Isabelle Azoulai Amiel (La Maison): Access to Resilience
Our day-to-day dependence on technology during the Covid-19 pandemic has demonstrated the resilience of the tech sector says Isabelle Azoulai Amiel, Managing Partner at La Maison Compagnie d'Investissement. And she explains how La Maison’s model, method and networks helps secure global access to this sector’s most sought-after investments.
Can you describe La Maison in a few words?
The idea for La Maison was not as an investment vehicle - but an investment club founded by Michel Cicurel. We brought 15 families to share deals they couldn’t normally have access to. From the start we told them we didn't just want their capital but their personnal presence and the value they could add. Our first investment vehicle after the evergreen holding was a tech fund investing in Israel with our members helping firms gain access to European markets. We have since created a growth opportunity fund in the Silicon Valley and the same thing in China.
How can institutions invest with La Maison?
The founding members didn’t want to let everyone in as that would dilute the values of the club. So, we let in young family lines with a minimum of €5 million, as associates, not directly, but through limited partnerships of the new funds. We co-opted families that really want to bring value and create something around the ethos of the club. Now, for the first time, the fintech fund will be open to institutions but not families so the ticket is €10 million. We already have three big institutions that have decided that they will join this new club. Looking ahead it’s very open, we might do another Silicon Valley fund in the next year and we are talking to families about another Israeli fund in the next two years.
How would you describe start-ups’ strengths and weaknesses in the US, Europe, Asia and Israel?
The Israeli tech environment is unique: there is no Israeli market. Tech companies are founded and organized to be international from day one. That contrasts with Silicon Valley with mega-growth venture funds who mentor start-ups. But like in Israel, investments are super hard to access. You have to fight for the best investments bringing something more than just capital. Access in China is even worse. It is essential to partner up and give your trust to others if you want to engage in the tech market. We decided not to invest in international companies, only in companies that focus on China’s huge local market. In the last five years, France has not offered the environment to help tech companies become “unicorns”. There is a lot of early-stage funding and then nothing to help growth. If the good ones weren’t bought by the Americans or the Chinese, they’d stay as mid-level companies or die. But it’s now changing, the French government has launched an initiative to encourage the growth venture industry to start thriving.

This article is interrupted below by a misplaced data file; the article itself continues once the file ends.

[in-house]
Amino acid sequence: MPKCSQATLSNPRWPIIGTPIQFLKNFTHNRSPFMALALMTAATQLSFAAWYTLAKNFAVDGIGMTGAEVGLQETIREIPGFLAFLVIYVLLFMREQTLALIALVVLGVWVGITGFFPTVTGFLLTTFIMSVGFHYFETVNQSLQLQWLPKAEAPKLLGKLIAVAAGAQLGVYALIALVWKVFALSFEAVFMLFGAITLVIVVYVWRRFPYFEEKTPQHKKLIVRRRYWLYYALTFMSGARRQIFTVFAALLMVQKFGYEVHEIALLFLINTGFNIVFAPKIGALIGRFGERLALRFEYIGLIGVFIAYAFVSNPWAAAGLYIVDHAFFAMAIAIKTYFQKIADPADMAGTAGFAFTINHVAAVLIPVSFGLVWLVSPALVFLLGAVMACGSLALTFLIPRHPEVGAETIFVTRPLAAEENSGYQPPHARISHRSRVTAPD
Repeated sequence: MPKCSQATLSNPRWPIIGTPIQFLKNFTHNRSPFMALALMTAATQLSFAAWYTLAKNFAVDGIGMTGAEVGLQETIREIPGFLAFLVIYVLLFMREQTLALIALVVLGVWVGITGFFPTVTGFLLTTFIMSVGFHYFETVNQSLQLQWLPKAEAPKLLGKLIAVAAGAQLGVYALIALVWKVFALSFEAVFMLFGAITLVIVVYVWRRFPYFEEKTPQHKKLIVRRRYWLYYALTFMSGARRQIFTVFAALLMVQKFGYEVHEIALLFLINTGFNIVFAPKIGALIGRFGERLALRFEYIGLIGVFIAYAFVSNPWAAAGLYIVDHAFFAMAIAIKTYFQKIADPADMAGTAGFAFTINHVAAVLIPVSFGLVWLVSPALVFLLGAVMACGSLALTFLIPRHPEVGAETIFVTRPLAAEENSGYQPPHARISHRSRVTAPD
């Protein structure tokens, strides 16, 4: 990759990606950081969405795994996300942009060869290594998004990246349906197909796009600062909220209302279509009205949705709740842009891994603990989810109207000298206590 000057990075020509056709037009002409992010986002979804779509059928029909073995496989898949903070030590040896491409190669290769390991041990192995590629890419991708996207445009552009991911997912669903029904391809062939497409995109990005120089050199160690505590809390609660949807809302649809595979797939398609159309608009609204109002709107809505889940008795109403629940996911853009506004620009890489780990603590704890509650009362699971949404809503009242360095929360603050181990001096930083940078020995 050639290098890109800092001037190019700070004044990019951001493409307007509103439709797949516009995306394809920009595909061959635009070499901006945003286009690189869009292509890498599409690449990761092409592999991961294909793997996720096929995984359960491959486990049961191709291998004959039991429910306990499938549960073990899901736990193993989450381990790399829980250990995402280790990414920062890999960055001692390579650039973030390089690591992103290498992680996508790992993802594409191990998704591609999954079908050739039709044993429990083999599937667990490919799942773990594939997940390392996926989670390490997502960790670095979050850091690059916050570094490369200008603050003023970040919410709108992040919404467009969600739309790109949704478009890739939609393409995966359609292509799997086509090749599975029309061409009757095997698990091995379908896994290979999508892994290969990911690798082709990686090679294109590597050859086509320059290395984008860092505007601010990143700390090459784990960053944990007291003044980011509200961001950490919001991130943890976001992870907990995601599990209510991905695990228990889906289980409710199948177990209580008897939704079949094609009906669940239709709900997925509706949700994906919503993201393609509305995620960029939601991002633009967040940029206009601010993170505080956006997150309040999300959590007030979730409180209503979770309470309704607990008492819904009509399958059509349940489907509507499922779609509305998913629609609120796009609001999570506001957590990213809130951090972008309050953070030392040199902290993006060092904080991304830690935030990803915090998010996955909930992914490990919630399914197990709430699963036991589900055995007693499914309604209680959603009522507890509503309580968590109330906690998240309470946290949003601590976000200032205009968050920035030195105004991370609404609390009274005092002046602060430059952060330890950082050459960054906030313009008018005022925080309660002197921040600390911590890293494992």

How would you analyse the current economic context?
During the worst of Covid-19, tech enabled us to survive, to communicate and to buy food. It created a huge opportunity for the sector. I told my investment committee, “For the first time the tech industry has become a very resilient industry, a very safe area to put investments. That contrasts with people’s past mindset: that tech was always a bubble and always overvalued.” Now if you look at tech companies’ results, they have been growing and growing, a lot of unicorns now have the capital to become profitable which no one thought would happen. If you look at the health or food tech industry, there is a lot to do. This Covid period has changed perceptions that will help the tech sector perform well.